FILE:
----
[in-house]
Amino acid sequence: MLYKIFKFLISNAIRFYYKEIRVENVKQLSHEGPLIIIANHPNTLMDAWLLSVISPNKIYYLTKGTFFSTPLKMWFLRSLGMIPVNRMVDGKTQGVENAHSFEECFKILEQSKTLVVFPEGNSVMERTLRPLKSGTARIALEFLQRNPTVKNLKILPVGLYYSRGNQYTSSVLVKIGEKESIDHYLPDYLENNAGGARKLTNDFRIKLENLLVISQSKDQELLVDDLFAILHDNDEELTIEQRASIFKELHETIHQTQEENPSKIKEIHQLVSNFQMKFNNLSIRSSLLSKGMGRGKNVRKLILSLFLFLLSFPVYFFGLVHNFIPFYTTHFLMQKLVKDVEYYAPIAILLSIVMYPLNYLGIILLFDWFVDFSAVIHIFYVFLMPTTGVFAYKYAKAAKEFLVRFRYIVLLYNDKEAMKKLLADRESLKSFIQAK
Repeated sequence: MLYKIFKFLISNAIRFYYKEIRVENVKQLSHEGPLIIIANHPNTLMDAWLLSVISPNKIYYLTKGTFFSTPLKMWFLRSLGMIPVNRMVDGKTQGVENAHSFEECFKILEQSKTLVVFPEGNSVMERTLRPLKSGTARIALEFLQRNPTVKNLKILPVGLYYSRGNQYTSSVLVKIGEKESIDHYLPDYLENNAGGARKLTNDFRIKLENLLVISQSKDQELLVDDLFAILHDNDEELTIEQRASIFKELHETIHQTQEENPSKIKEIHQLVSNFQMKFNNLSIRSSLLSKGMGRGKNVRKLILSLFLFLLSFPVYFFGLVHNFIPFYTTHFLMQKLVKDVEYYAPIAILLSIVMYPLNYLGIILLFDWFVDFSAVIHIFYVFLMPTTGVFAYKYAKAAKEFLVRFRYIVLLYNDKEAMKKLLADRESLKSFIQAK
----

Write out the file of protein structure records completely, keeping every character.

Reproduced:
[in-house]
Amino acid sequence: MLYKIFKFLISNAIRFYYKEIRVENVKQLSHEGPLIIIANHPNTLMDAWLLSVISPNKIYYLTKGTFFSTPLKMWFLRSLGMIPVNRMVDGKTQGVENAHSFEECFKILEQSKTLVVFPEGNSVMERTLRPLKSGTARIALEFLQRNPTVKNLKILPVGLYYSRGNQYTSSVLVKIGEKESIDHYLPDYLENNAGGARKLTNDFRIKLENLLVISQSKDQELLVDDLFAILHDNDEELTIEQRASIFKELHETIHQTQEENPSKIKEIHQLVSNFQMKFNNLSIRSSLLSKGMGRGKNVRKLILSLFLFLLSFPVYFFGLVHNFIPFYTTHFLMQKLVKDVEYYAPIAILLSIVMYPLNYLGIILLFDWFVDFSAVIHIFYVFLMPTTGVFAYKYAKAAKEFLVRFRYIVLLYNDKEAMKKLLADRESLKSFIQAK
Repeated sequence: MLYKIFKFLISNAIRFYYKEIRVENVKQLSHEGPLIIIANHPNTLMDAWLLSVISPNKIYYLTKGTFFSTPLKMWFLRSLGMIPVNRMVDGKTQGVENAHSFEECFKILEQSKTLVVFPEGNSVMERTLRPLKSGTARIALEFLQRNPTVKNLKILPVGLYYSRGNQYTSSVLVKIGEKESIDHYLPDYLENNAGGARKLTNDFRIKLENLLVISQSKDQELLVDDLFAILHDNDEELTIEQRASIFKELHETIHQTQEENPSKIKEIHQLVSNFQMKFNNLSIRSSLLSKGMGRGKNVRKLILSLFLFLLSFPVYFFGLVHNFIPFYTTHFLMQKLVKDVEYYAPIAILLSIVMYPLNYLGIILLFDWFVDFSAVIHIFYVFLMPTTGVFAYKYAKAAKEFLVRFRYIVLLYNDKEAMKKLLADRESLKSFIQAK